Collogue:Scots unthirldom

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Hi, forgive my lack of knowledge about Scots. I'm wondering if there's any pejorative sense to unthirldom (independence), since the English translation following etymology would be unthralldom, i.e. "not slavery".

I'm not suggesting thirldom means anything like "slavery", since etymology is often highly misleading. However, that's all I have to work with here; I guess I'm by experience suspicious of POV in the language of a political party. Thanks, --Saforrest 23:33, 13 Julie 2005 (UTC)[Replie]

Nevermind, after a bit more reading, it's clear this is the accepted Scots term. --Saforrest 00:04, 14 Julie 2005 (UTC)[Replie]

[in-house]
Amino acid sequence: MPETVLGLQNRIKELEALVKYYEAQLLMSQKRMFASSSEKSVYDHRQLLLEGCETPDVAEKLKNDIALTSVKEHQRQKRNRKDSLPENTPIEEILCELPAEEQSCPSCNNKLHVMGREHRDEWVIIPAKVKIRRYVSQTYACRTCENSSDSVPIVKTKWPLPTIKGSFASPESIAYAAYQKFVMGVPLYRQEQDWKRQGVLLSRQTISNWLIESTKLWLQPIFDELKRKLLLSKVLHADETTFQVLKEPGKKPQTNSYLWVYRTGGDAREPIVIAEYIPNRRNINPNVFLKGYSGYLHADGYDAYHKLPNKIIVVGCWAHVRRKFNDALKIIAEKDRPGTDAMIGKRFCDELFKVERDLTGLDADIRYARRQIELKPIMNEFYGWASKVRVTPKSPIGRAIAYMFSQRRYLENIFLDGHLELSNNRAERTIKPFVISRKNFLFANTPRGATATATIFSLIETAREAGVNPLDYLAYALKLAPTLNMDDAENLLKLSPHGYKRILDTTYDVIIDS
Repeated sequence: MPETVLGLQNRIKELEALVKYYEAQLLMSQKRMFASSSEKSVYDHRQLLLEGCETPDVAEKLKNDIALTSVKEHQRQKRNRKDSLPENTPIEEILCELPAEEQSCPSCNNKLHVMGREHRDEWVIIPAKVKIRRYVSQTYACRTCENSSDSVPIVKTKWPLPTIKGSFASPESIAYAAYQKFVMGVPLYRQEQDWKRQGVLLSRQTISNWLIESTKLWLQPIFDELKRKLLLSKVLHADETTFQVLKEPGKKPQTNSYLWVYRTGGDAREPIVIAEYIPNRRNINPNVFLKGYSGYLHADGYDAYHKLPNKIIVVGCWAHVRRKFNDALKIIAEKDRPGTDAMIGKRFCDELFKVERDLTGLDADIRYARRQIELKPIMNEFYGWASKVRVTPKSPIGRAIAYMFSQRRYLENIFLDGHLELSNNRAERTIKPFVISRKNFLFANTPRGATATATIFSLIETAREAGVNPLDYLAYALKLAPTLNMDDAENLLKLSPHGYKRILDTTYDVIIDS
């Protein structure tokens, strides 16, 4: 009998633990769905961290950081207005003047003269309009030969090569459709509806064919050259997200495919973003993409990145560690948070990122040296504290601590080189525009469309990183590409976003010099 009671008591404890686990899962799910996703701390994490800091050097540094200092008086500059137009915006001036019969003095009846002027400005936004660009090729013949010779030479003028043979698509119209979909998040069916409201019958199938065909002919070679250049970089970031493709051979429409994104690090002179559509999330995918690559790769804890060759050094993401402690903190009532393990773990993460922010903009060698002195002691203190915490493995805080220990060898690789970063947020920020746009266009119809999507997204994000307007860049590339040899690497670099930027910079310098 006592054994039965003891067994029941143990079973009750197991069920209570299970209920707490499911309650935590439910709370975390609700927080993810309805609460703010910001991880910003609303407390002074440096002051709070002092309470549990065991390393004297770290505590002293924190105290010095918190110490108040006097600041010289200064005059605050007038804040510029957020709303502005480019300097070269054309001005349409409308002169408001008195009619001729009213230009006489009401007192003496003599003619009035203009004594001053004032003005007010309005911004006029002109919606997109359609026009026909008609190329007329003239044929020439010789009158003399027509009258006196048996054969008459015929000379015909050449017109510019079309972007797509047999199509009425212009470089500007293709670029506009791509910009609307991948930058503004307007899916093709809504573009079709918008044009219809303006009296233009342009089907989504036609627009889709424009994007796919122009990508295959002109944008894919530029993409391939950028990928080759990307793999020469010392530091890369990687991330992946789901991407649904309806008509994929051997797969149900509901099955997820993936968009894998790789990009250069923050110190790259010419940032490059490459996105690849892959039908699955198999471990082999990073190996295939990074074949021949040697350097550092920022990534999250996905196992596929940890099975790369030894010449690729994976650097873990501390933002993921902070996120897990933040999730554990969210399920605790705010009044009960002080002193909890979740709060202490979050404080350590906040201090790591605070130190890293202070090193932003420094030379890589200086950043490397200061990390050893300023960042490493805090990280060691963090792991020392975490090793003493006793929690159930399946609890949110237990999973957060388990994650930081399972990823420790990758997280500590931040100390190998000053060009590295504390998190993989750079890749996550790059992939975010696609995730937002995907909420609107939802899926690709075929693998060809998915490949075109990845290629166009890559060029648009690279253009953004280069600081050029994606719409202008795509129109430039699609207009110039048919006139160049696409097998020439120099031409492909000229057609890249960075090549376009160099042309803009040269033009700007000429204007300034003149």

There's no pejorative sense. The word is the sort of invented literary term that's barely used in conversation. "Thirl" is used conversationally a bit more but again without the pejorative connotations of "thrall". -- Derek Ross 16:46, 14 Julie 2005 (UTC)[Replie]

We like Still Game

Is that acause its easier tae shuit?

Hi, I don't really speak Scots, so I feel a little reticent about offering my two cents. I've done some reading and it seems that this word was coined by the SNP, and I'm not sure that they're an accepted authority for Scottish neologisms (no political bias intended, but it's not a linguistic organisation) particularly as I've not heard the word 'unthirldom' in conversation. Xerxes b (talk) 15:00, 13 Julie 2012 (UTC)[Replie]

Mair liker it wis cleckit by a body pittin something ower in tae Scots for the SNP raither nor the SNP itsel. Naetheless, e'en in Ingles, mony leeterar wirds isna aften heard whan fowk caws the crack. Jimmy (talk) 17:32, 13 Julie 2012 (UTC)[Replie]